Partial transport in a natural gravel bed channel

Partial transport in a natural gravel bed channel Partial transport is documented in the gravel bed channel of Carnation Creek using magnetically tagged stones. For four flood peaks the active proportion of surface grains was used to map streambed areas into distinct units of three different levels of grain entrainment. In partially mobile regions of the bed, the active proportion of surface grains declines with grain size. As flow increases, areas of partial transport grow at the expense of inactive areas and fully active areas replace areas with partial mobility. Approximately 25–50% of the bed remained in a state of partial mobility during a flood with a 2‐year return period, indicating that inactive regions of the bed surface typically persist from year to year. During a flood with a 7‐year return period, surface grain entrainment was nearly complete, indicating that full mobilization of surface grains is not a frequent event. http://www.deepdyve.com/assets/images/DeepDyve-Logo-lg.png Water Resources Research Wiley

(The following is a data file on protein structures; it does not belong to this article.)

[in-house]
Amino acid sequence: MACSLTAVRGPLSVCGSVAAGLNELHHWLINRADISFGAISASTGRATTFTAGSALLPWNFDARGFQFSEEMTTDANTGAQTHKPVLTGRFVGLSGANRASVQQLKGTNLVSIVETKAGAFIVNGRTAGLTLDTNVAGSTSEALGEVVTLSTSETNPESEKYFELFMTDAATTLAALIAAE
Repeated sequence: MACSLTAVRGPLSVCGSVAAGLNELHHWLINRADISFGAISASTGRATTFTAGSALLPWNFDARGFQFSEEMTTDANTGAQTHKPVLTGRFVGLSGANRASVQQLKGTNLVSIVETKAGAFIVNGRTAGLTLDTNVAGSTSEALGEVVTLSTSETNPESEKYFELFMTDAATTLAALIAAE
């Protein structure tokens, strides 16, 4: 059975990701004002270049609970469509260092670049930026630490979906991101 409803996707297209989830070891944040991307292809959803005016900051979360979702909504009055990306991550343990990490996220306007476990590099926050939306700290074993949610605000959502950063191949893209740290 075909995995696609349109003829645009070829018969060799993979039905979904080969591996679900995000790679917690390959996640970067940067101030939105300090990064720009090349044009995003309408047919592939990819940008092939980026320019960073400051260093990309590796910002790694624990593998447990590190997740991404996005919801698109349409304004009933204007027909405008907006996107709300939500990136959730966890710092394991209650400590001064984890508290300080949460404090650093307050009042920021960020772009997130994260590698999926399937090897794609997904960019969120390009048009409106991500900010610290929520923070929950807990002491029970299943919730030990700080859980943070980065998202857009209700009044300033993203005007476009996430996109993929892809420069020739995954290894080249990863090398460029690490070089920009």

Partial transport in a natural gravel bed channel

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Publisher
Wiley
Copyright
Copyright © 2003 by the American Geophysical Union.
ISSN
0043-1397
eISSN
1944-7973
D.O.I.
10.1029/2002WR001532
Publisher site
See Article on Publisher Site

Abstract

Partial transport is documented in the gravel bed channel of Carnation Creek using magnetically tagged stones. For four flood peaks the active proportion of surface grains was used to map streambed areas into distinct units of three different levels of grain entrainment. In partially mobile regions of the bed, the active proportion of surface grains declines with grain size. As flow increases, areas of partial transport grow at the expense of inactive areas and fully active areas replace areas with partial mobility. Approximately 25–50% of the bed remained in a state of partial mobility during a flood with a 2‐year return period, indicating that inactive regions of the bed surface typically persist from year to year. During a flood with a 7‐year return period, surface grain entrainment was nearly complete, indicating that full mobilization of surface grains is not a frequent event.

Journal

Water Resources ResearchWiley

Published: Jan 1, 2003

References

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